Mother, I Love You (Mamma, es tevi mīlu), Latvia, 2013, dir. Jānis Nords

Wonderful Losers: A Different World (Nuostabieji lūzeriai. Kita planeta), Lithuania, 2017, dir. Arunas Matelis

The main part of the 2018 New York Baltic Film Festival is dedicated to contemporary films produced within the past two or three years, both feature-length (amongst which “Mother, I Love You”, selected as the Latvian entry for the Best Foreign Language Film at the 86th Academy Awards, stands out) and short movies (including “The Last Day”, a fabulous black comedy from Lithuania, and the Estonian film “Three August Days”), as well as documentaries (among them, the noteworthy film “Rodeo” following the process of creating the Estonian Republic in the 1990s and the captivating “Wonderful Losers: A Different World”, which is Lithuania’s submission for the Best Foreign Language Film 91st Academy Award this year), along with a selection of significant classic movies made during the Soviet occupation (“511 Best Photographs From Mars”, “The Devil’s Bride”, “The White Bells”). “Unlike most film festivals, we did not have an application process. We worked with our National Film Centers to put together an initial film library from which to make the selection,” explains Dēliņš. “At the start, it was important to bring into the programming team an outsider (Donald Dewey), someone with film experience, a New Yorker preferably, so that we would not be just Estonians, Latvians and Lithuanians picking our favorite films. Otherwise, no one else might come and watch them!” he adds. “Obviously, the first criterion for the selection was the quality of the actual films ‒ not Estonian, Latvian, or Lithuanian films, but whether they were just good. Quality before ethnicity. In short, offering enough of a panorama that the films suggest a uniqueness rather than a foreignness,” comments Dewey.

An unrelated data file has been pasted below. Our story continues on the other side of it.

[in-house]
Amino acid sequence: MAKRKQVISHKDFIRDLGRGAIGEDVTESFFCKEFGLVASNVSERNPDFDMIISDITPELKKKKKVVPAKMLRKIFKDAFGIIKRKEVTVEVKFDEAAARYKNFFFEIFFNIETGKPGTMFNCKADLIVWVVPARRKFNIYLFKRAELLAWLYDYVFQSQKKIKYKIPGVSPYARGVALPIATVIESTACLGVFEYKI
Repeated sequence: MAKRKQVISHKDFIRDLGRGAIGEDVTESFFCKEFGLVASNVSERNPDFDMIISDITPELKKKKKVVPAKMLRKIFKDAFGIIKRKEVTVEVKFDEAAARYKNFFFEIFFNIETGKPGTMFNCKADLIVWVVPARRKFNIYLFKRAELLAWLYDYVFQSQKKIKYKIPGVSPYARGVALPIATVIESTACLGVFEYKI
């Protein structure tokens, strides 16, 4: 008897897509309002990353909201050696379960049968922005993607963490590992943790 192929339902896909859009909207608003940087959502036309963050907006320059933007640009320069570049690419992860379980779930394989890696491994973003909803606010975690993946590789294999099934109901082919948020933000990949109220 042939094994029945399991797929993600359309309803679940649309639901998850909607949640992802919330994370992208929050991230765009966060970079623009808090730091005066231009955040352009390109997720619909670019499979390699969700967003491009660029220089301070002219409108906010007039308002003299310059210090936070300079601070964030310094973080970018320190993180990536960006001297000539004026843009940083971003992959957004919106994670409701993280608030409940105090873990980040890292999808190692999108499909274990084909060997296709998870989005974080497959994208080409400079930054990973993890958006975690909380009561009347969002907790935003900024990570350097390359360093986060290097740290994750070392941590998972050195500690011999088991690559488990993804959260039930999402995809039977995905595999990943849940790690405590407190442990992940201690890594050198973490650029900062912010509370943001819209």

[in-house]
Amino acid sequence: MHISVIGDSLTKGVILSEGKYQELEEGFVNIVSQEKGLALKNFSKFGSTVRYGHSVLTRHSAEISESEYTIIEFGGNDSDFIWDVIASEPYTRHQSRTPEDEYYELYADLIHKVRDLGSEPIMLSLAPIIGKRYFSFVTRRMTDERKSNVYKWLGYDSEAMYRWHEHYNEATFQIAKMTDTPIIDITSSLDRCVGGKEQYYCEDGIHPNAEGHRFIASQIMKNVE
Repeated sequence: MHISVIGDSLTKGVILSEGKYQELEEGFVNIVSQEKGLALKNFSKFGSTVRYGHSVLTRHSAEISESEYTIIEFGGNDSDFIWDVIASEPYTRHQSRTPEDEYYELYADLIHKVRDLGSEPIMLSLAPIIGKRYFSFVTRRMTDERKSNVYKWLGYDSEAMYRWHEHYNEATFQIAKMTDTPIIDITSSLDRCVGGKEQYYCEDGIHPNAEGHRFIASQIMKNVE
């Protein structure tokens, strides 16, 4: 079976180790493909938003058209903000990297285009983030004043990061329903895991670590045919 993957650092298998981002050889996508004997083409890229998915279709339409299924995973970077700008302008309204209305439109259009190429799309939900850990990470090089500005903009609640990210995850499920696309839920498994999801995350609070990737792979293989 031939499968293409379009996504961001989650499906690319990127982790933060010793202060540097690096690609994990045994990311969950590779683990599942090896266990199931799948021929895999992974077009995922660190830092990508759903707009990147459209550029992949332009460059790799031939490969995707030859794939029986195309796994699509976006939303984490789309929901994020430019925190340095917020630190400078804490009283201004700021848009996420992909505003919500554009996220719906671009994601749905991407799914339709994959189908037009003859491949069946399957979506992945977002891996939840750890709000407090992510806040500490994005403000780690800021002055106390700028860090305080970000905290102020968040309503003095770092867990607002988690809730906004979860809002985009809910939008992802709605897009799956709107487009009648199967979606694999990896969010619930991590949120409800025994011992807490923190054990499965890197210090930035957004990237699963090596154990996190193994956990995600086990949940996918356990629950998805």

Merija's Journey (Mērijas ceļojums), Latvia, 2018, dir. Kristīne Želve

“Via film we can introduce people to the Baltics who may not know anything or know little about us. Each film has its own special story to tell, whether it is a feature, documentary or animation. These stories will give the audience an insight into our countries, its history, its culture, life today, and also showcase our world-class filmmaking capabilities” – says Dēliņš. “It’s definitely not a complete picture you would get, but hopefully something that makes you more curious and wanting to find out more about our countries.” – adds Peerna. 

Baltic Tribes (Baltu cilts), Latvia, 2018, dir. Lauris Ābele and Raitis Ābele

The 2018 New York Baltic Film Festival is also an integral part of the centennial celebrations of the Republics of Estonia, Latvia and Lithuania in New York City, as well as the first joint event for the three countries this year in the Big Apple area. “What’s a better way to celebrate our common centennial than look back and ahead via films together with the New York audience and raise a glass in celebration!” conclude the organizers.